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Girl wearing a T shirt with right hand on the forehead and left hand on left cheek, seems to be in pain. A  watermark on the image says ENT 360

Headaches are a universal experience ranging from a dull ache to a throbbing vice grip. While they disrupt daily life, not all headaches are created equal. Understanding the type of headache you’re experiencing is crucial for chasing it away effectively.

The Headache Landscape:

Tension Headaches

These are the most common and are characterised by a dull, pressing sensation on both sides of the head. Stress, dehydration, and poor posture are frequent triggers.


Migraines are intense, often accompanied by nausea, vomiting, and light sensitivity. They can be throbbing or pulsating and last for hours or even days. Triggers usually include hormonal fluctuations, stress, and certain foods.

Cluster Headaches

These are less frequent but extremely painful. They affect one eye and cause facial flushing, tearing, and a runny nose.

Sinus Headaches

These feel like pressure and pain in the forehead, cheeks, and behind the eyes. They are caused by inflammation of the sinuses and are often accompanied by facial congestion and a runny nose.

Chasing the Culprit:

To effectively chase headaches, identifying the type and triggers is critical. Here’s what you can do:

  • Diary: Track the frequency, location, duration, and severity of your headaches. Note potential triggers like stress levels, medications, sleep patterns, and food intake. This information is invaluable for your doctor in diagnosis and treatment planning.
  • Physical Exam and Medical History: Your doctor can identify underlying medical conditions that might contribute to headaches, like high blood pressure, sleep disorders, or vision problems.

Who Can Help You?

Primary Care Physician

Your primary care doctor is often the first point of contact for headaches. They can diagnose common headache types, prescribe medications, and recommend lifestyle changes.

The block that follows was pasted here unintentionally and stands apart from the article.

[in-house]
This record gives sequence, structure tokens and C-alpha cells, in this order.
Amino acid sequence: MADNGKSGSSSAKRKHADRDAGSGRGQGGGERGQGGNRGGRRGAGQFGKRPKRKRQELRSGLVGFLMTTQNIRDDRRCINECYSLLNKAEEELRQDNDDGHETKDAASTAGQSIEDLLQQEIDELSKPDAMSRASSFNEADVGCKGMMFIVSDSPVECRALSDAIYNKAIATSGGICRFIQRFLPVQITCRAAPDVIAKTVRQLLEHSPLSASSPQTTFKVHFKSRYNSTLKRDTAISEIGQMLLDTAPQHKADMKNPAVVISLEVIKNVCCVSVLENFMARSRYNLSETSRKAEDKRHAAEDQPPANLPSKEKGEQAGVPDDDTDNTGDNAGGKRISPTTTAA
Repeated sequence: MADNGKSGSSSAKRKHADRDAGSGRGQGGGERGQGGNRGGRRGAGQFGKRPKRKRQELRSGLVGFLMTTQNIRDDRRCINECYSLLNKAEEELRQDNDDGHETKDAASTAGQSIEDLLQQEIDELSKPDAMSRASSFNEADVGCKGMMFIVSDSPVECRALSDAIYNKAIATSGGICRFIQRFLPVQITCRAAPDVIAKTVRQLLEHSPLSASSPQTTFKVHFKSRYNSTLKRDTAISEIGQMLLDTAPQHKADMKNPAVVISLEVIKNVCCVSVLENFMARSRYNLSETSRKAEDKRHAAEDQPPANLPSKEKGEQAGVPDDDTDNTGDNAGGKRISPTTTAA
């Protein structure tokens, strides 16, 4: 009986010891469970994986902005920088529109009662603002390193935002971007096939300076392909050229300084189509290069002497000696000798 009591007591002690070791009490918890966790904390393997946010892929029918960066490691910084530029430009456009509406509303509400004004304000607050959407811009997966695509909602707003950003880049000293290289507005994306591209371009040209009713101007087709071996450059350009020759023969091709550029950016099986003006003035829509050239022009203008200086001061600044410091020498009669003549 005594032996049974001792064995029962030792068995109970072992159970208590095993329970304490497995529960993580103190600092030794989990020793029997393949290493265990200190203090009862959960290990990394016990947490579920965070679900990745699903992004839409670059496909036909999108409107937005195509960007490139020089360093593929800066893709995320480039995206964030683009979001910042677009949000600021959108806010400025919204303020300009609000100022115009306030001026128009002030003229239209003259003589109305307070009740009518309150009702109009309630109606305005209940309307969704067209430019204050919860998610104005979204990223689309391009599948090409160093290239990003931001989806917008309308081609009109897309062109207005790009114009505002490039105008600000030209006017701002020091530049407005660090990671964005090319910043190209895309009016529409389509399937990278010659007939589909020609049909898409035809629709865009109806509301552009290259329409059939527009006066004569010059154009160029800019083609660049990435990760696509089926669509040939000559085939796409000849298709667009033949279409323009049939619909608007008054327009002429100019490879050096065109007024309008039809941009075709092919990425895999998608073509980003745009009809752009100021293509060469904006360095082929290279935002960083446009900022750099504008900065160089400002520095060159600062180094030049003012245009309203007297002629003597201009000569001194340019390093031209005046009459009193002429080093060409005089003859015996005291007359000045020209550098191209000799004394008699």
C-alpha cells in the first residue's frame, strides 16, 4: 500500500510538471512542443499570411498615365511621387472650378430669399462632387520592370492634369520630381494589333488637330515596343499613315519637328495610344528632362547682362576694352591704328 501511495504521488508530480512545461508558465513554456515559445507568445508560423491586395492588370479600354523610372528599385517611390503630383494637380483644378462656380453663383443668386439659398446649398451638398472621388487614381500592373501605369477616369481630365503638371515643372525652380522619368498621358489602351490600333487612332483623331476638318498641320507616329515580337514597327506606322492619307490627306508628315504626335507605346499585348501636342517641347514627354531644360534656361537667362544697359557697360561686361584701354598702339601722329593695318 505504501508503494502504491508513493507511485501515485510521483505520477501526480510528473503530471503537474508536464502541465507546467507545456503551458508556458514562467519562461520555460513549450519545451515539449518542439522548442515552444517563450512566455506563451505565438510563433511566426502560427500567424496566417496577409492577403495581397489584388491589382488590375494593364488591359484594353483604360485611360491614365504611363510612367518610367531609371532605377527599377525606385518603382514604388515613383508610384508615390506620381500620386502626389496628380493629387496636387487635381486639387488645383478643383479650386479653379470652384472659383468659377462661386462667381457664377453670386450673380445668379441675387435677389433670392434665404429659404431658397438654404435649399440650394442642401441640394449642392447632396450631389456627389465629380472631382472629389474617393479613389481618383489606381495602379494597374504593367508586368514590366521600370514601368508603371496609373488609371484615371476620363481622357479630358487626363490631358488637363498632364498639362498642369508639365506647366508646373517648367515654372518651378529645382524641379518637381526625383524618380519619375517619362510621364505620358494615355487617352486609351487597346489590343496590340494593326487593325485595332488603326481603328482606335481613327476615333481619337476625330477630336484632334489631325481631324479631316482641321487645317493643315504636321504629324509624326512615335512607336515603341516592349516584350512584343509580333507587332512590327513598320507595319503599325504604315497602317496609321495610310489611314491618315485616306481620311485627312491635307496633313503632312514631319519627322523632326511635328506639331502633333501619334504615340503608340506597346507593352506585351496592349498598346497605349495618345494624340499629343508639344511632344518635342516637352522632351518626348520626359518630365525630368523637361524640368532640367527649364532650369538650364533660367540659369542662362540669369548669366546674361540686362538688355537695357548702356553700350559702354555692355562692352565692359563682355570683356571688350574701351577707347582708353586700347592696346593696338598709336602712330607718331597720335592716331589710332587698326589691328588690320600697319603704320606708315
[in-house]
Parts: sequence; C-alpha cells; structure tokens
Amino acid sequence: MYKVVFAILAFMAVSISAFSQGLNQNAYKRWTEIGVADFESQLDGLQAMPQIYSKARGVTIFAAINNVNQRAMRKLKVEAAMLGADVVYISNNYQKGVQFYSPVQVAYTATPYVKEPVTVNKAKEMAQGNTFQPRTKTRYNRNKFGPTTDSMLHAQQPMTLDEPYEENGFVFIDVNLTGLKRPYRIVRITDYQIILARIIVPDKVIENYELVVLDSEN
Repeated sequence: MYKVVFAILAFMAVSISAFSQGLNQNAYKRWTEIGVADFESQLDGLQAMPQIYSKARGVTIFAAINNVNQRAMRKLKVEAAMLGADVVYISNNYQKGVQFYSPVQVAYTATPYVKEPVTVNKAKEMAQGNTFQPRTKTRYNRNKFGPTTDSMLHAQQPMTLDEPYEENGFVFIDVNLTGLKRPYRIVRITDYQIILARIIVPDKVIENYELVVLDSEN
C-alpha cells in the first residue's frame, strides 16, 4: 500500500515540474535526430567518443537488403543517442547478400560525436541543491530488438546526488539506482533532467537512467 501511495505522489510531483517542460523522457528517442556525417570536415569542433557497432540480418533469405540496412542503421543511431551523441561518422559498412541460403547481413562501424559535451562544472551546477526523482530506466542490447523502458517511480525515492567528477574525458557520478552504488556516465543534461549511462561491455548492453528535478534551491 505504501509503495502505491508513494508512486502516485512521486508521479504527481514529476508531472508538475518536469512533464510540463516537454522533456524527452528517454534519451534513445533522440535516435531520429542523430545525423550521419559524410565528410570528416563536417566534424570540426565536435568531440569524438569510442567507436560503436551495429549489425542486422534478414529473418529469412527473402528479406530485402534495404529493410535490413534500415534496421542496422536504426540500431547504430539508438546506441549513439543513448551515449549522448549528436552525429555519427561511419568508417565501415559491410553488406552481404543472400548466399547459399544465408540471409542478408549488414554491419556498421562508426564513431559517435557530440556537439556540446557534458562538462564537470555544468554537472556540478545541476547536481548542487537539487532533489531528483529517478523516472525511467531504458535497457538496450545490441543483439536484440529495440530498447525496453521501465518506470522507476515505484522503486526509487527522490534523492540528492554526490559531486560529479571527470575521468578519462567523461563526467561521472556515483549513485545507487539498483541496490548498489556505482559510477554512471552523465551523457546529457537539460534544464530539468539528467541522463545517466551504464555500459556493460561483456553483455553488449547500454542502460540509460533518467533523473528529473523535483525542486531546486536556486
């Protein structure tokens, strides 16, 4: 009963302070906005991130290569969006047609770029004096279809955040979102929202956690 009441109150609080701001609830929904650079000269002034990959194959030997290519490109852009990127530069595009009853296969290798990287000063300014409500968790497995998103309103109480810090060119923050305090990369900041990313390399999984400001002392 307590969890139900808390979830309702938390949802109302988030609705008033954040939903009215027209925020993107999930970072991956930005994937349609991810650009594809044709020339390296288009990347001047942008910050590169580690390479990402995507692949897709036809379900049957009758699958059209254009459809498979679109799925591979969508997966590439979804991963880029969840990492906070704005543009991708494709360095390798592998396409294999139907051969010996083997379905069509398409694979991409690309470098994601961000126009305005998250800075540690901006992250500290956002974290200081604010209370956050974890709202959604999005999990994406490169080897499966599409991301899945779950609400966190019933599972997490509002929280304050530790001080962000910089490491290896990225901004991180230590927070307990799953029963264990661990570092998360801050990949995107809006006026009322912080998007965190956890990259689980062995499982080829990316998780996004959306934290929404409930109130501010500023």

A neurologist specialises in the nervous system, including the brain. Neurologists are consulted for complex or chronic headaches or those suspected to be caused by neurological conditions like epilepsy or meningitis. Neurologists can order imaging tests like MRIs and perform specialised neurological examinations to pinpoint the cause.

ENT (Ear, Nose, and Throat) Surgeon:

While not the first thought for headaches, ENT surgeons play a role in diagnosing and treating headaches originating in the ear, nose, and throat structures. They can investigate issues like:

  • Sinusitis: Chronic inflammation of the sinuses can lead to sinus headaches. ENTs can determine if this is the cause through physical examination, imaging tests, and potentially nasal endoscopy (a thin, lighted tube inserted into the nose). Treatment may involve medications, nasal sprays, or even minimally invasive surgical procedures to improve sinus drainage.
  • Temporomandibular Joint (TMJ) Disorders: Problems with the TMJ, the joint connecting your jaw to your skull, can cause pain in the temples and adjacent regions and facial pain. ENTs can diagnose TMJ disorders and recommend treatment options like pain management, mouthguards, or physical therapy.

Taming the Throbbing:

Non-medicinal Strategies:

Lifestyle modifications often offer significant relief. These include:

  • Stress Management: Techniques like relaxation training, meditation, or yoga.
  • Regular Sleep Schedule: Aim for 7-8 hours of quality sleep each night.
  • Hydration: Drink plenty of water throughout the day to stay hydrated. Dehydration can be a trigger.
  • Diet Adjustments: For those prone to migraines, identify and avoid food triggers, such as aged cheeses, chocolate, or artificial sweeteners.
  • Ergonomics: Practice good posture at work and during screen time to prevent tension headaches. Consider an ergonomic workstation setup.
  • Over-the-counter Medications: Pain relievers like acetaminophen, ibuprofen, or naproxen can temporarily relieve most headaches. It’s crucial to follow recommended dosage instructions and not overuse these medications, as this can lead to rebound headaches.

When to Seek Medical Attention:

  • Thunderclap headaches: Sudden & severe (“worst headache of my life”)
  • If accompanied by fever, neck stiffness, confusion, or vision changes.
  • Headaches that worsen with coughing, straining, or bending forward.
  • Headaches that become progressively worse or more frequent.


By understanding your headaches and their triggers, you can develop a personalised approach to manage them. If self-care measures and over-the-counter medications prove insufficient, consulting a healthcare professional is vital to ensure effective treatment and rule out any underlying medical conditions. Chasing headaches doesn’t mean enduring them – there’s a path to relief!

Disclaimer: This article provides general information only and does not constitute medical advice. Always consult with your doctor for diagnosis and treatment.

This article was edited by Dr Akanksha Saxena, Consultant ENT, Head & Neck Surgeon, ENT360. She is a practising ENT Specialist in Gurgaon with over 10 years of experience. Read more of her blogs here.

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